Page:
Paste Magazine's latest issue (#24 -- September '06) is out, with Elvis Costello and Allen Toussaint on the cover. As the cover would suggest, it's heavily oriented toward the music and culture of New Orleans. Peter Guralnick writes a great article about Costello and Toussaint, and their recent unlikely musical collaboration. There's a wonderful feature on the Mardi Gras Indian tradition. New Orleans music critic John Swenson writes an incredible article called "The Storm Still Rages: A Ground-Zero Report on the Struggles and Triumphs of New Orleans Musicians One Year After Katrina." Even if you're not particularly a music fan, you should read it. It's riveting, and very, very sad. The accompanying CD features great tracks from, among others, Costello and Toussaint, Irma Thomas, Dr. John, and Buckwheat Zydeco. God bless the Big Easy, where it ain't so easy these days.
I have an article on Birdmonster, my back-page feature on Columbus' own Ronald Koal and the Trillionaires, and three or four short album reviews.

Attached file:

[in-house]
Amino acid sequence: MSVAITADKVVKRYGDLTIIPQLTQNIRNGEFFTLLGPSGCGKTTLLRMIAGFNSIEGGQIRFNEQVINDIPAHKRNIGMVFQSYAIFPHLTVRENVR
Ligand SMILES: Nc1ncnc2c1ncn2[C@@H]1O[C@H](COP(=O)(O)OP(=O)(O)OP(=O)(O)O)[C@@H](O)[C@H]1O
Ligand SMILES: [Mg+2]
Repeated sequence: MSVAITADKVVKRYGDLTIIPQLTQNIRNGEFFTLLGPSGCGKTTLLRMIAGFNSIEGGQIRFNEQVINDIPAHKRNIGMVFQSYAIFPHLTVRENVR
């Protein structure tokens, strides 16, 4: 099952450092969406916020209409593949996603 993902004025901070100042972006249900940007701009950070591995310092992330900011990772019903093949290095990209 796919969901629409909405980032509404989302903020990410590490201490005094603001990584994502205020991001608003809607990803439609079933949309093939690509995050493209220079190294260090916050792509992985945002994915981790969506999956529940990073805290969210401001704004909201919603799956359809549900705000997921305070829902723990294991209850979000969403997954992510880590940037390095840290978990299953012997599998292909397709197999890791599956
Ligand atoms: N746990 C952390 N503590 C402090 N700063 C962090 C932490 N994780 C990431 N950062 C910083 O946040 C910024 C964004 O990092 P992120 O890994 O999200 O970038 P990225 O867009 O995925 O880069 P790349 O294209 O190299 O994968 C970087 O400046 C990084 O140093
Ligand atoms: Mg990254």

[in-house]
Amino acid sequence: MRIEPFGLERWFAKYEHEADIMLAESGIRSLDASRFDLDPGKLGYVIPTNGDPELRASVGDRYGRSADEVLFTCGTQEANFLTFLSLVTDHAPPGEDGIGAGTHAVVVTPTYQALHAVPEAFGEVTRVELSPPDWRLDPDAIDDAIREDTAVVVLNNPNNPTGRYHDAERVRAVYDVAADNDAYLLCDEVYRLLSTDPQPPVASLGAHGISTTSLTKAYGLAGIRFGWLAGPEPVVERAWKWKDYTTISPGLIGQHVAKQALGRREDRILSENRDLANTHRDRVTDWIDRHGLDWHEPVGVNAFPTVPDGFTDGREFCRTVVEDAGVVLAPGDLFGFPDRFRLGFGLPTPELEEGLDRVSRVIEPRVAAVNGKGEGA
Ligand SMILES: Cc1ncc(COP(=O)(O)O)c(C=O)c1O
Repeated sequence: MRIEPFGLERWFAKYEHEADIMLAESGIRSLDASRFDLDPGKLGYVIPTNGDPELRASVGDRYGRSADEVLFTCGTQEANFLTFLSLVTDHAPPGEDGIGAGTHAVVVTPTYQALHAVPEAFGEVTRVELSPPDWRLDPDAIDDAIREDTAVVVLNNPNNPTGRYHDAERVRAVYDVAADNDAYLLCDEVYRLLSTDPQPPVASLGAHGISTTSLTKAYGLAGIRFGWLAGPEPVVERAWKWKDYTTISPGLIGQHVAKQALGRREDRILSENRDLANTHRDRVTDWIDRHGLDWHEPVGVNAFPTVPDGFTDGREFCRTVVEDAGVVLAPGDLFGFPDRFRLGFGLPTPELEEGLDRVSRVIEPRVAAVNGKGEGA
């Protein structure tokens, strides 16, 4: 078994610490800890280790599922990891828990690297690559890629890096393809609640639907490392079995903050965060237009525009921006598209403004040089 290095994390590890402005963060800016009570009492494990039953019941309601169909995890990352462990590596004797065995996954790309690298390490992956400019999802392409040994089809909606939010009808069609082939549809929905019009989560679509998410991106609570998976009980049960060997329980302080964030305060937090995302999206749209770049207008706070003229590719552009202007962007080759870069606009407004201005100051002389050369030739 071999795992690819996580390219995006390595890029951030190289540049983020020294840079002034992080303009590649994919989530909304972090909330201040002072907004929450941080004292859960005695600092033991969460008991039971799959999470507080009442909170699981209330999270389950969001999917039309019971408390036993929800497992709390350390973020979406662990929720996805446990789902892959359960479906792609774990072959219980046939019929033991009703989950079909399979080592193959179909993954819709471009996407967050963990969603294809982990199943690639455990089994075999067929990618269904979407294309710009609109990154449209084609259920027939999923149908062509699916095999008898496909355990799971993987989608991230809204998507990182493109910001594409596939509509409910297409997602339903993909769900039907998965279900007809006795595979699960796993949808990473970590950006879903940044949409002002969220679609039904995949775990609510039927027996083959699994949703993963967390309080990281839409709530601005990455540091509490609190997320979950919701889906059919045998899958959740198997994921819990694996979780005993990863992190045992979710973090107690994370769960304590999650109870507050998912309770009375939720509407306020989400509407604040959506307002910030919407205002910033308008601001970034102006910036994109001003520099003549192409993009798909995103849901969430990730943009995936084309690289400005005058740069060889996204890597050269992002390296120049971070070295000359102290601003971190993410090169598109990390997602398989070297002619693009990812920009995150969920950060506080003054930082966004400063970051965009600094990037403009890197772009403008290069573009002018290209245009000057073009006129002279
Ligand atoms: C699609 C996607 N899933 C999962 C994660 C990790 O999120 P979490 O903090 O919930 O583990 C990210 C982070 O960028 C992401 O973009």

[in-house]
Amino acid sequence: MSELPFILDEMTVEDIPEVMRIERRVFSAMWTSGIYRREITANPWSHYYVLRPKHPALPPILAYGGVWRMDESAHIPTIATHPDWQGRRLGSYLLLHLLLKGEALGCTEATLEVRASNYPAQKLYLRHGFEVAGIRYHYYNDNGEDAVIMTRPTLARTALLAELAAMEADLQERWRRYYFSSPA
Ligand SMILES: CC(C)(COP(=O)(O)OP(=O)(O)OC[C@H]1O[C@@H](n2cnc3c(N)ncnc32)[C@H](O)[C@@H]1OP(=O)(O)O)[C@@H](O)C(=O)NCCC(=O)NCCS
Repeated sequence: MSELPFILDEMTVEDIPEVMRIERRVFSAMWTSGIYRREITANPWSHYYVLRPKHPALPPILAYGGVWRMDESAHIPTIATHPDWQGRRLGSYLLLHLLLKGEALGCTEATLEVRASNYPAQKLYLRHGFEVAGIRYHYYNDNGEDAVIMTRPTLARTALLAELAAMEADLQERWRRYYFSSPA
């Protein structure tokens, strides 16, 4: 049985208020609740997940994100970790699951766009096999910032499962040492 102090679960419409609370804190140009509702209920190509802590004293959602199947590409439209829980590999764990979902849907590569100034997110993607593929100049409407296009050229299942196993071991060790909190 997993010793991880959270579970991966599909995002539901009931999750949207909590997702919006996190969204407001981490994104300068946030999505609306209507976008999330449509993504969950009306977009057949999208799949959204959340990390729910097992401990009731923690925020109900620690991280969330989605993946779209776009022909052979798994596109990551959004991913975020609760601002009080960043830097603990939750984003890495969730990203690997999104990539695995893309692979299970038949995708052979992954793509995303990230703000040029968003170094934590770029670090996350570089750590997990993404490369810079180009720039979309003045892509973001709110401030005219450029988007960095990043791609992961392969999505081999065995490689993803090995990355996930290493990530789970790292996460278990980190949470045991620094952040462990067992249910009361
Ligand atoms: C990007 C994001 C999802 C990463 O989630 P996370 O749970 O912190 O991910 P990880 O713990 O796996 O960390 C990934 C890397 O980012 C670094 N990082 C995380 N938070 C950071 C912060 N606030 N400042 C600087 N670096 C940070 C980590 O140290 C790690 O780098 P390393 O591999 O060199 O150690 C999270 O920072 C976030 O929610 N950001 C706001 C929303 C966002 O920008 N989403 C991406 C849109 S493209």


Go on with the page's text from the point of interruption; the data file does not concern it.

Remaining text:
Peter Guralnick, whose words appear in Paste for the first time, is surely a member of the pantheon of music critic gods. He's an amazing, insightful writer, and he's written the definitive biographies of Elvis Presley, Robert Johnson, and Sam Cooke. I'm thrilled that my words appear within a few dozen pages of his.
I've also been listening to Bob Dylan's latest album, Modern Times. I shake my head in wonder. It's not a great album by Dylan standards. It's not going to appear on anybody's Top 10 Albums of All Time list. But Bob Dylan is 65 years old. He has absolutely nothing to prove, and could easily coast through the rest of his life. And the fact that he has now dropped three near masterpieces in a row, at an advanced age, is nearly miraculous. This album is a compendium of all the great American musical traditions. There's folk, blues, rockabilly, country, a little jazz, a little R&B. Dylan borrows wholesale from Muddy Waters, Merle Haggard, Memphis Minnie. He steals guitar riffs, fragments of lyrics, and then jumbles them all together and put them through that patented Dylan lyrical filter to emerge with something utterly fresh. The music is earthy and salty, focused on sex, focused on heaven, focused on living fully in the present, focused on eternal judgment. He's amazing, and he's done it again.
Modern times suck. We have Presidents who ignore the law and disregard 200 years of history. So, as Peter Guralnick points out in his album review, Dylan returns to the past, not as an escape, but as a way of saying "This is where we come from. Before you throw it all away, be aware of your heritage." It's a staggeringly great heritage, and Bob Dylan makes it new all over again.